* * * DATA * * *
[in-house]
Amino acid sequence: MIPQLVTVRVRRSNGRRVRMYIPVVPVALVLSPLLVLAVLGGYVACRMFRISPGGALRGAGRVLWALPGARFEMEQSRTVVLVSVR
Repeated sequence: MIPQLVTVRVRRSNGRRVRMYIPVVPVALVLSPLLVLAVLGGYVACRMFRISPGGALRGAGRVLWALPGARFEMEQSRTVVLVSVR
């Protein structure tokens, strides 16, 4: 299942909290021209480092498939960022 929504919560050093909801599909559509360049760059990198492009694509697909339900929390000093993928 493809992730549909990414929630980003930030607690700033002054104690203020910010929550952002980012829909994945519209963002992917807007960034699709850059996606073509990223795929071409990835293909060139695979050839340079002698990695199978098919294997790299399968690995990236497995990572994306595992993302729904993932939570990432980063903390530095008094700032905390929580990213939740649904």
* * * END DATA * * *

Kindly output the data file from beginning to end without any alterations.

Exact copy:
[in-house]
Amino acid sequence: MIPQLVTVRVRRSNGRRVRMYIPVVPVALVLSPLLVLAVLGGYVACRMFRISPGGALRGAGRVLWALPGARFEMEQSRTVVLVSVR
Repeated sequence: MIPQLVTVRVRRSNGRRVRMYIPVVPVALVLSPLLVLAVLGGYVACRMFRISPGGALRGAGRVLWALPGARFEMEQSRTVVLVSVR
């Protein structure tokens, strides 16, 4: 299942909290021209480092498939960022 929504919560050093909801599909559509360049760059990198492009694509697909339900929390000093993928 493809992730549909990414929630980003930030607690700033002054104690203020910010929550952002980012829909994945519209963002992917807007960034699709850059996606073509990223795929071409990835293909060139695979050839340079002698990695199978098919294997790299399968690995990236497995990572994306595992993302729904993932939570990432980063903390530095008094700032905390929580990213939740649904």